The bedroom was small, sunk in drowsy bluish half-light and cosy—that is, if you think that cosy and dusty go together. Aziraphale did—he didn’t tend to spend much time in the room in any case, considering it something of an emergency detour.
But it was definitely rather nice.
He did not, however, have a chance to dwell on this discovery for too long, for there was a much more pressing matter at hand.
Crowley, while still apparently comatose, had somehow managed to wrap himself so thoroughly around Aziraphale on their way up, that any attempt at dropping him onto the mattress without being pulled down as well proved futile.
And hence, quite defeated, Aziraphale found himself lying in a warm tangle of Crowley and blankets. He felt a little stunned.
‘Are you hibernating?’ he managed to ask, faintly, after a moment. ‘Is it a … is it a snake thing?’
As no response was delivered, except for another slight snuffle, Aziraphale propped himself up firmly on one elbow and tugged at the blue blanket poking out from beneath Crowley, trying to yank it out and wrap around the demon.
‘If we’re doing this, we’re bloody doing this,’ he said menacingly. ‘I’m bloody tucking you in.’
Unfortunately, even such a threat did not seem to bother Crowley in the slightest.
Impatiently, Aziraphale miracled the demon’s coat, gloves and scarf away—risky move, came an instant alarmed thought as he was hit with a much more intense dose of Crowley’s dizzying scent and a bit of very warm skin—and then gave the blanket another sharp tug.
Fruitlessly. The attempt at leaning away and leaving the blanket in his wake only resulted in Aziraphale being tugged back down onto Crowley.
‘Ghh,’ Aziraphale managed into Crowley’s shirt, trying futilely to raise himself up.
‘Asee-ahffl,’ came from somewhere above.
‘Bless you,’ Aziraphale said with considerable difficulty, trying to disentangle himself from Crowley, whose one long leg was somehow hooked around his calf, and one long arm wrapped inconspicuously around his waist.
‘Nuh,’ Crowley said again, moving sluggishly. ‘Assiraffle.’
And he clung a little tighter.
At this—dubiously conscious, but undoubtedly purposeful—display, Aziraphale found himself virtually unable to put up another shred of a fight. With a deep sigh, he stopped squirming and stilled.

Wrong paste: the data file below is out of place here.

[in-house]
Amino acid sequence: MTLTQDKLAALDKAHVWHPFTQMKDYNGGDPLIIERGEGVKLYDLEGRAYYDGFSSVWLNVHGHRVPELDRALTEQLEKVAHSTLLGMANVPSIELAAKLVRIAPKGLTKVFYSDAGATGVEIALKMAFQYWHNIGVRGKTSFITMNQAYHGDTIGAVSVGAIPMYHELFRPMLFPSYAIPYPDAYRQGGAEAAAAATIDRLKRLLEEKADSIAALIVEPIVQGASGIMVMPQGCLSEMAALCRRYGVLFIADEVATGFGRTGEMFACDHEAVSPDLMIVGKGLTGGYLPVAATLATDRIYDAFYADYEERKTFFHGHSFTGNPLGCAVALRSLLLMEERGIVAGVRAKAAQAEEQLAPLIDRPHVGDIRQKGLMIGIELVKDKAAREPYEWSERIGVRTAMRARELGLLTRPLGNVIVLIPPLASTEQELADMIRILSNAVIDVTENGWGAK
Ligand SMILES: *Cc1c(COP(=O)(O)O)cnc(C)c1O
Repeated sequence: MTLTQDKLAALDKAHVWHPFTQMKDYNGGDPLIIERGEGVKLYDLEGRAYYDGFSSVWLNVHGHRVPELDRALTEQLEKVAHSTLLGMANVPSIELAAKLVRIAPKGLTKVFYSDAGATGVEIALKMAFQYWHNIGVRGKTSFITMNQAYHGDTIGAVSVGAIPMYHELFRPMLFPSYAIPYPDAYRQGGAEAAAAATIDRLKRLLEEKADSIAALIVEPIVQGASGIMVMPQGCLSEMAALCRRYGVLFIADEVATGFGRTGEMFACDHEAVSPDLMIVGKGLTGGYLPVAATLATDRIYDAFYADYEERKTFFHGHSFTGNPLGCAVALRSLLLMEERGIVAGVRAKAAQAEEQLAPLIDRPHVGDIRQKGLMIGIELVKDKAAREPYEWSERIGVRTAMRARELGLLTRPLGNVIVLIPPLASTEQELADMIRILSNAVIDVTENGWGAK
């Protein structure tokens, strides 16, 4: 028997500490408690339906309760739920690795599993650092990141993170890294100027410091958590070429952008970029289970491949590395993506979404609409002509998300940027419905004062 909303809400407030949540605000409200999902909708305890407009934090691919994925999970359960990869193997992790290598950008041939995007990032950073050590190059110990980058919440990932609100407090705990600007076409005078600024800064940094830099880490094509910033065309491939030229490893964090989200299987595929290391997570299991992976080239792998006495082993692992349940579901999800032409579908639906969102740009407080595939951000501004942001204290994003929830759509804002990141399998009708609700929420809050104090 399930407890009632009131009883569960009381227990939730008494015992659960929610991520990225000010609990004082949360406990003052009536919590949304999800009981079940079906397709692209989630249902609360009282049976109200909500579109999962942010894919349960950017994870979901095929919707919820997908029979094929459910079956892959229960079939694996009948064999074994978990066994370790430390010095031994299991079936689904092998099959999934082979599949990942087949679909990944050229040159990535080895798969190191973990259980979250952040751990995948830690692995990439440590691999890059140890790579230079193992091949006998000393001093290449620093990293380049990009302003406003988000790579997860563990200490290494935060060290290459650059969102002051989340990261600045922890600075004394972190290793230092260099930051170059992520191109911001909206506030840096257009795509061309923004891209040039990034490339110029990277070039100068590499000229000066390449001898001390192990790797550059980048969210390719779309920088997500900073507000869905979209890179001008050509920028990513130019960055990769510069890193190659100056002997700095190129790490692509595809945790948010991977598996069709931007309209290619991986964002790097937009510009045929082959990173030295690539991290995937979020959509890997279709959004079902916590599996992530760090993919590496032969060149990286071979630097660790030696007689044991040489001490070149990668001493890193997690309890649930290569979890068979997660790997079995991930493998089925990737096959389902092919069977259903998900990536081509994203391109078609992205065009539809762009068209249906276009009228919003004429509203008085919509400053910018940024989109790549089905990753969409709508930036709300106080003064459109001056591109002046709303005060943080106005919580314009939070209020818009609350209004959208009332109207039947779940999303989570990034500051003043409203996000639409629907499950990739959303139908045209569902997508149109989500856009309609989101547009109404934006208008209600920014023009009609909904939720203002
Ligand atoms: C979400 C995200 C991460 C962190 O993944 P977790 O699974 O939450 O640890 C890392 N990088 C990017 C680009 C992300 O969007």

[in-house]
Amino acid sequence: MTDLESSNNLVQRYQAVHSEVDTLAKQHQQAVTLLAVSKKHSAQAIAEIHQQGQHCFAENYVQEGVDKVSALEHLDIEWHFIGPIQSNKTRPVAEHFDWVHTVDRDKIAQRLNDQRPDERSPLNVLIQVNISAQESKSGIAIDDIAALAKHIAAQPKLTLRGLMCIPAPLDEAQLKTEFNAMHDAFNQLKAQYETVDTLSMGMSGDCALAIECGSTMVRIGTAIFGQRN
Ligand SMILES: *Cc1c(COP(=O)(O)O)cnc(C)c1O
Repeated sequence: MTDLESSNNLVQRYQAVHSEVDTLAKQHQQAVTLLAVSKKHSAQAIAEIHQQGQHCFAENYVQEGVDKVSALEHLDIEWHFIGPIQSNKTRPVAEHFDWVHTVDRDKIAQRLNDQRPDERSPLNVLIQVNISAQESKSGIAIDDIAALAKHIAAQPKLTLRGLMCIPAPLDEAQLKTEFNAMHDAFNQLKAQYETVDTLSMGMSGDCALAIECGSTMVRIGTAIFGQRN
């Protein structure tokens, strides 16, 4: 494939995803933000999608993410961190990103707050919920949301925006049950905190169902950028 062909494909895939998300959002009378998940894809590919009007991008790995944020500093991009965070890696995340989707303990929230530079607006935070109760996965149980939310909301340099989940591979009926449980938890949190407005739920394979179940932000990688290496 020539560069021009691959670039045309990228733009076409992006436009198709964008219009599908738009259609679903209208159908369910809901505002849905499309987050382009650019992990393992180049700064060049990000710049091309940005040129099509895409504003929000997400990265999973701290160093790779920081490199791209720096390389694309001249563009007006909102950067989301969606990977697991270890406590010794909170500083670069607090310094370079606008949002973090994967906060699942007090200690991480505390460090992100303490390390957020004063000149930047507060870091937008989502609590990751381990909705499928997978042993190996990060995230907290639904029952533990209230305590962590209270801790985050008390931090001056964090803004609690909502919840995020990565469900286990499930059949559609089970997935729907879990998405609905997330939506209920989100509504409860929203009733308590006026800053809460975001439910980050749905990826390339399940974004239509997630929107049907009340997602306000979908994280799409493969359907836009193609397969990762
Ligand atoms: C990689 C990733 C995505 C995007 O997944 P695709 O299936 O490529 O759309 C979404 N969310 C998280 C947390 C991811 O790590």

Crowley was warm.
‘Oh, alright,’ Aziraphale said, wretchedly, ‘have it your way, you old serpent.’
The serpent in question emitted something of a sleepy sigh into Aziraphale’s collar. Aziraphale tried very hard not to appreciate the way it felt.
Crowley came around sometime an hour later, which Aziraphale—who had himself become uncannily drowsy and cosy by that time, going as far as closing his eyes and inhaling leisurely—perceived through a twitchy stirring followed by a sharp elbow straight to his ear.
‘Ouch,’ he groaned out.
The twitchy movement below stilled abruptly. There was a very tense sort of silence.
Aziraphale braced himself and looked up, only to find Crowley peering at him blearily through his hazy yellow eyes. His fringe was sticking up at a funny angle.
‘… hhoo?’ he said, quite icoherently. Then he squinted a little. ‘Wha’s—what on—Asssiraphale?’
Aziraphale closed his eyes. ‘In the flesh,’ he said, morosely.
I mean, how else did you expect his situation to unfold? a little conscientious voice in his head, sounding suspiciously like Gabriel’s, piped up, which Aziraphale instantly hushed.
‘D’we get drunk?’ Crowley meanwhile inquired, voice impossibly sleepy. He kept opening his eyes and closing them again, relentlessly—uneven, slowed down, owlish blinks—which looked both very uncharacteristic and oddly endearing on him.
Which Aziraphale would very much prefer not to think about in present conditions.
‘Not that I’m aware of, no,’ he said, dejectedly.
‘Then. Uh.’ Crowley seemed to contemplate something in deep focus for a while. He closed his eyes for a longer while. ‘Unh. But you’re lyin’ on top of me.’
Aziraphale very much wanted to discorporate. ‘Yes,’ he said, tersely.
Crowley thought upon it. ‘M’still wearing m’shoes,’ he then remarked, sluggishly, moving the leg that hung from the bed legs vaguely in the air. Aziraphale’s face instantly heated up.
‘Oh, pardon me, Crowley, was I supposed to undress you?’ he snapped.
Crowley blinked once more, very slowly. ‘Dunno,’ he said, thickly. ‘Were you?’